A few days ago I linked to a post by Botanical Girl (a pseudonymous blogger) titled "What not to do on a faculty interview" (link no longer works; Botanical Girl has deleted the post), wherein Botanical Girl reported on shortcomings in a recent job candidate's talk. The post briefly summarized the situation, and then went on to outline some of the mistakes Botanical Girl felt the speaker had made.
Unfortunately, as one can read about in Botanical Girl's latest post, this has turned into a huge mess. As a result of her post, Botanical Girl was outed to her department and the job candidate, and is "now in the unenviable position of being the cause of an embarrassing situation for [her] entire department."
It's clear from her post that Botanical Girl is in a great deal of trouble; she says that her graduate school advisor "may wind up taking heat for [her] actions", reports that her original post has been taken to be "insulting", and as a result of all of this she's not sure that she'll continue blogging.
I believe very strongly that Botanical Girl has done nothing wrong in this situation; the post should never have been deleted, and she has nothing to be embarrassed or ashamed about. All Botanical Girl did was write a critique of a public talk; she did not include any personal attacks or smears of any kind, and simply related what she felt could have been done to improve the talk. That's it.
Making the situation even more interesting, Botanical Girl was completely anonymous until this event; she never used her name on her blog, and the only identifying information easily available on her blog was that she lived in California. Botanical Girl also never named the candidate; it's hard to smear someone you don't name when you write anonymously. Yet apparently some in her department believe that she has soiled the department's reputation. This view seems to be strong enough that Botanical Girl feels she must add the disclaimer "the views and opinions expressed here are solely my own, and do not reflect the views of my department and my school" to her blog. The idea that such a disclaimer might be needed is ridiculous; how could an anonymous blogger's opinion be considered to represent the department she's working in when she doesn't even say what school she's at?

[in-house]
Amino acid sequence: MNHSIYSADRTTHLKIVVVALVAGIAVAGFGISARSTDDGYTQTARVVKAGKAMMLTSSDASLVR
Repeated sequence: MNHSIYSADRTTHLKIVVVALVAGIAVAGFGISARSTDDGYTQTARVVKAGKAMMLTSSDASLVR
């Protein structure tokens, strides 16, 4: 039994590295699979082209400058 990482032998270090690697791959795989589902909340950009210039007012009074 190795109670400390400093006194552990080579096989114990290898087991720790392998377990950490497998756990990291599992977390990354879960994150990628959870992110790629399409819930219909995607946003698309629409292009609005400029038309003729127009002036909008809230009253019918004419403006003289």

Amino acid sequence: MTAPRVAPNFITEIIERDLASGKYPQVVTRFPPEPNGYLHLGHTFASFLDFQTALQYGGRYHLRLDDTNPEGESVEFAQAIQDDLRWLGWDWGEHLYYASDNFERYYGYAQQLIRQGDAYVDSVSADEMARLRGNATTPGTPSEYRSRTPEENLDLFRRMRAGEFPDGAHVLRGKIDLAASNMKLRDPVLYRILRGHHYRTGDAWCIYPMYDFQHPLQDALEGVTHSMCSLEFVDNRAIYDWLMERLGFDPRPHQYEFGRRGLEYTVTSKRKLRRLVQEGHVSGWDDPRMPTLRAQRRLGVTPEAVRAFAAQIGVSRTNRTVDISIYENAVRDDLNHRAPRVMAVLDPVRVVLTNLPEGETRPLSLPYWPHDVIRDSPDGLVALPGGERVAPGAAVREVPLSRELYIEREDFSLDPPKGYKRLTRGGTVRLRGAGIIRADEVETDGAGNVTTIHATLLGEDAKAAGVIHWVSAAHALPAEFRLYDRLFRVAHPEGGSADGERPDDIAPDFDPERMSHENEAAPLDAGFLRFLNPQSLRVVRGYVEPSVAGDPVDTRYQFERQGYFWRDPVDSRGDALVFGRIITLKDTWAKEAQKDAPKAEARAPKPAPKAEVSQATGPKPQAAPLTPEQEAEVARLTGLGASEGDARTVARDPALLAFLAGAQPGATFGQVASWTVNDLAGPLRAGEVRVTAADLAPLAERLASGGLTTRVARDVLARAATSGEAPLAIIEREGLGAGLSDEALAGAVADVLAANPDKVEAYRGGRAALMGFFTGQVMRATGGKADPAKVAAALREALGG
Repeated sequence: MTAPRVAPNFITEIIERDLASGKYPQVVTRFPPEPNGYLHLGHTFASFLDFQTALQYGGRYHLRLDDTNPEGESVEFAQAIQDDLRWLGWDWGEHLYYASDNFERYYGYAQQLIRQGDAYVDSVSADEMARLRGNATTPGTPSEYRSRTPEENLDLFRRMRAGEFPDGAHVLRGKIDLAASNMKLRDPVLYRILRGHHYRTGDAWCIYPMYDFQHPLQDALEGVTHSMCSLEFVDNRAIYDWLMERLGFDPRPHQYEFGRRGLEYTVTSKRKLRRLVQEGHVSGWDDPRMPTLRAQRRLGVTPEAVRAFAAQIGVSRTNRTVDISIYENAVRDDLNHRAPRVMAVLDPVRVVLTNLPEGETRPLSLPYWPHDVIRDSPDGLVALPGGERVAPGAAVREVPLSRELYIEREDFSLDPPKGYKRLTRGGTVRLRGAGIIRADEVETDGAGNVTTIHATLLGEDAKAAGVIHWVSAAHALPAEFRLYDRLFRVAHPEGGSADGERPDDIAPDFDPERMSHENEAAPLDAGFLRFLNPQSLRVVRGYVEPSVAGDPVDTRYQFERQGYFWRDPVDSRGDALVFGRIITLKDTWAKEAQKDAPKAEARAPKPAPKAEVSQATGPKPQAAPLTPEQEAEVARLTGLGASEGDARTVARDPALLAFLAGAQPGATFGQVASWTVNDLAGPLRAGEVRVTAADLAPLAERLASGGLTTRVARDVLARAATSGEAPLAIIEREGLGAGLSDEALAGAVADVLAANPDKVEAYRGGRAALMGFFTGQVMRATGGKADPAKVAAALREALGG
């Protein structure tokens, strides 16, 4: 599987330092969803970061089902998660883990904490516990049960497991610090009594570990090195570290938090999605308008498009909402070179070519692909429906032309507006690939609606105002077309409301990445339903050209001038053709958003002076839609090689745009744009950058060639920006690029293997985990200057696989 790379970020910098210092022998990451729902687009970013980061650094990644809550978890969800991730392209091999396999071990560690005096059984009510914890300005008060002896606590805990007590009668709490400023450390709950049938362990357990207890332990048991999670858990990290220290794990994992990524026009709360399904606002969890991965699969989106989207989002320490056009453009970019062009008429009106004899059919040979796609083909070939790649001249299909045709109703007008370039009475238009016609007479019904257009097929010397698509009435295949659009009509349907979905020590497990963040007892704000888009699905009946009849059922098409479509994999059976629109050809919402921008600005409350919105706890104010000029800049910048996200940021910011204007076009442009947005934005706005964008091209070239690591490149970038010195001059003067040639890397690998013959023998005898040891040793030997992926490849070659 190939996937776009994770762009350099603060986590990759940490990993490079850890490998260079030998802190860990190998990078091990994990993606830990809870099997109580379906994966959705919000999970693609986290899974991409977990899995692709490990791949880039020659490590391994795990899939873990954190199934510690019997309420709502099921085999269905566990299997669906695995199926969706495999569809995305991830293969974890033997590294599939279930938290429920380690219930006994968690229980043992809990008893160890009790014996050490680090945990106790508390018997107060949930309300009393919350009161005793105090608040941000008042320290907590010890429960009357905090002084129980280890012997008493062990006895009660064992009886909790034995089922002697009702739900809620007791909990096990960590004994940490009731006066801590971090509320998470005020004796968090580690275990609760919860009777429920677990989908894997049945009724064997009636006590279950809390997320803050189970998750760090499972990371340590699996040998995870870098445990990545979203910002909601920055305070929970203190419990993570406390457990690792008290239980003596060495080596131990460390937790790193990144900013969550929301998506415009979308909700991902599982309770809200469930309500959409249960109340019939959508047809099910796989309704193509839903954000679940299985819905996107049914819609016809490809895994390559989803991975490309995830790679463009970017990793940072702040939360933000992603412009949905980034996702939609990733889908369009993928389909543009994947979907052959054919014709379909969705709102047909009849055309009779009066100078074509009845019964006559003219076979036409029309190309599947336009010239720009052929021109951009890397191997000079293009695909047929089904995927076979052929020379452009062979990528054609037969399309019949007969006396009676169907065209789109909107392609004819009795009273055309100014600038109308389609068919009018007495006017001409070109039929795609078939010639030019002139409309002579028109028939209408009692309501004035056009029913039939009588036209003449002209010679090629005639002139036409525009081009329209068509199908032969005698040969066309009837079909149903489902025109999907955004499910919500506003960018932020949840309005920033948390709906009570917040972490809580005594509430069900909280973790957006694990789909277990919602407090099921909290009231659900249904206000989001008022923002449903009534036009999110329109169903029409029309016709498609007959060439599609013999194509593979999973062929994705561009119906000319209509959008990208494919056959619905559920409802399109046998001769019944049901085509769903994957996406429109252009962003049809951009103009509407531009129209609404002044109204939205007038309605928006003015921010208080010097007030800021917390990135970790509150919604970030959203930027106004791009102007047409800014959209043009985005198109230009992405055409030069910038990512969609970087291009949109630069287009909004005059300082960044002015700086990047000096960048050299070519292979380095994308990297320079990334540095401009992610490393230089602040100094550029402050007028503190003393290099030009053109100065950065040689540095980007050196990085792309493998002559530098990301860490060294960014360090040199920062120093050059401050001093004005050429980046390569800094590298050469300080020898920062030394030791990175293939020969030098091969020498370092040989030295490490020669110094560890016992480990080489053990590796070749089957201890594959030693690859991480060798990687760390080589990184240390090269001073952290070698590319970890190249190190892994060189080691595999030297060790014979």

But the issue of Botanical Girl being anonymous is actually beside the point; even if Botanical Girl posted under her true name and listed the name of the speaker, the post would still have been perfectly reasonable. Here's an example of the comments Botanical Girl made:
[Thing not to do #3].Make negative comments about your assistantsThere's nothing personal in that statement; all that's there is a statement of what Botanical Girl believed to have occurred in the talk, and her response to that occurrence in terms of how she feels talks should be given. It may not be written in the exact style I'd use, but how is this embarrassing to the department? Is it somehow wrong to give someone negative feedback? It shouldn't be, but it sure feels like that's the reason Botanical Girl's in trouble.
This is the one that really bugged me. Candidate put up a slide with some preliminary data: GUS localization on other genes in the same family. The images were quite intriguing and seemed to fit with the presentation. Until candidate remarked that "these were done by an undergrad and well...(big pause)....I'd really like to re-do them." Honestly I can't remember if they said they thought they were bad or just that theyd like to repeat, but the intention was there. Clearly this person does not trust the work done, and yet they put the images in a presentation for an interview. Either you stand by your work or you don't. Don't waffle around. If you don't trust the results you should have confirmed them before you left, or at the very least kept your mouth shut. I can't tell who stained the tissue from the picture. If you're knocking your colleagues now, why won't you do it to your post-docs and grad students when you get a professorship?
When I re-read Botanical Girl's original post yesterday evening I noticed that the original speaker had posted a reply to Botanical Girl's comments. The reply was professional and attempted to clarify the speaker's intentions in the talk. While Botanical Girl may not have been intending to get a reply from the original speaker, this reply could have been the start of a very interesting discussion. Instead, now the discussion will not occur because it has been killed by departmental criticism of Botanical Girl.
Unfortunately, Botanical Girl has not passed her oral exams, so she's in a very tenuous position politically. It's unclear what the best course of action for her in this situation would be, but I think it would be a shame if she were to be forced to stop blogging simply for posting honest feedback about a public talk.